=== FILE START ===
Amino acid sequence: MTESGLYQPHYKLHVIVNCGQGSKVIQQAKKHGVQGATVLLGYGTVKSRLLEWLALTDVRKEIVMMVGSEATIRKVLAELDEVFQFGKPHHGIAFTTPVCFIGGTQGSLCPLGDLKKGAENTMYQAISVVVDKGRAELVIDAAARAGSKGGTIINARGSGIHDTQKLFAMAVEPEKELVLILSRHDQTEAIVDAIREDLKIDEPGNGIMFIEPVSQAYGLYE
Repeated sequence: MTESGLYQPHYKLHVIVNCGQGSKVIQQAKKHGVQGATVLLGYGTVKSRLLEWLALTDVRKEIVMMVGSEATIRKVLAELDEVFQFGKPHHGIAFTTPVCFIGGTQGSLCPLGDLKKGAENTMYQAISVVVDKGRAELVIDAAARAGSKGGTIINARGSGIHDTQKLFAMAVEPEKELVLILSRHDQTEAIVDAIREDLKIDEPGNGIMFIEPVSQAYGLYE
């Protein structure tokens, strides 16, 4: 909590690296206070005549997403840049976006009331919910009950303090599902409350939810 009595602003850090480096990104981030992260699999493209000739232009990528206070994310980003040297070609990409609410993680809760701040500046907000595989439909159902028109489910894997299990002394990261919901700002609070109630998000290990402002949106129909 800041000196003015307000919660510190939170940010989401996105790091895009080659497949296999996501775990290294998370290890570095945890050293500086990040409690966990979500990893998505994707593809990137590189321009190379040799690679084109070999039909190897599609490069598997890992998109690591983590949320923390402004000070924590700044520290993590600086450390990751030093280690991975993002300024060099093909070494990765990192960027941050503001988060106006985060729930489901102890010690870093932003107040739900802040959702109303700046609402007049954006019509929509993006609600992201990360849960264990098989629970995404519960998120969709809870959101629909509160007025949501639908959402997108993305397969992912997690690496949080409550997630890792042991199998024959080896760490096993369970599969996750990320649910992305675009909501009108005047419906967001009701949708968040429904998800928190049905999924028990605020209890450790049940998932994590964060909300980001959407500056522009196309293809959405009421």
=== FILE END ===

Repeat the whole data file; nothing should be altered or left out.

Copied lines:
Amino acid sequence: MTESGLYQPHYKLHVIVNCGQGSKVIQQAKKHGVQGATVLLGYGTVKSRLLEWLALTDVRKEIVMMVGSEATIRKVLAELDEVFQFGKPHHGIAFTTPVCFIGGTQGSLCPLGDLKKGAENTMYQAISVVVDKGRAELVIDAAARAGSKGGTIINARGSGIHDTQKLFAMAVEPEKELVLILSRHDQTEAIVDAIREDLKIDEPGNGIMFIEPVSQAYGLYE
Repeated sequence: MTESGLYQPHYKLHVIVNCGQGSKVIQQAKKHGVQGATVLLGYGTVKSRLLEWLALTDVRKEIVMMVGSEATIRKVLAELDEVFQFGKPHHGIAFTTPVCFIGGTQGSLCPLGDLKKGAENTMYQAISVVVDKGRAELVIDAAARAGSKGGTIINARGSGIHDTQKLFAMAVEPEKELVLILSRHDQTEAIVDAIREDLKIDEPGNGIMFIEPVSQAYGLYE
């Protein structure tokens, strides 16, 4: 909590690296206070005549997403840049976006009331919910009950303090599902409350939810 009595602003850090480096990104981030992260699999493209000739232009990528206070994310980003040297070609990409609410993680809760701040500046907000595989439909159902028109489910894997299990002394990261919901700002609070109630998000290990402002949106129909 800041000196003015307000919660510190939170940010989401996105790091895009080659497949296999996501775990290294998370290890570095945890050293500086990040409690966990979500990893998505994707593809990137590189321009190379040799690679084109070999039909190897599609490069598997890992998109690591983590949320923390402004000070924590700044520290993590600086450390990751030093280690991975993002300024060099093909070494990765990192960027941050503001988060106006985060729930489901102890010690870093932003107040739900802040959702109303700046609402007049954006019509929509993006609600992201990360849960264990098989629970995404519960998120969709809870959101629909509160007025949501639908959402997108993305397969992912997690690496949080409550997630890792042991199998024959080896760490096993369970599969996750990320649910992305675009909501009108005047419906967001009701949708968040429904998800928190049905999924028990605020209890450790049940998932994590964060909300980001959407500056522009196309293809959405009421």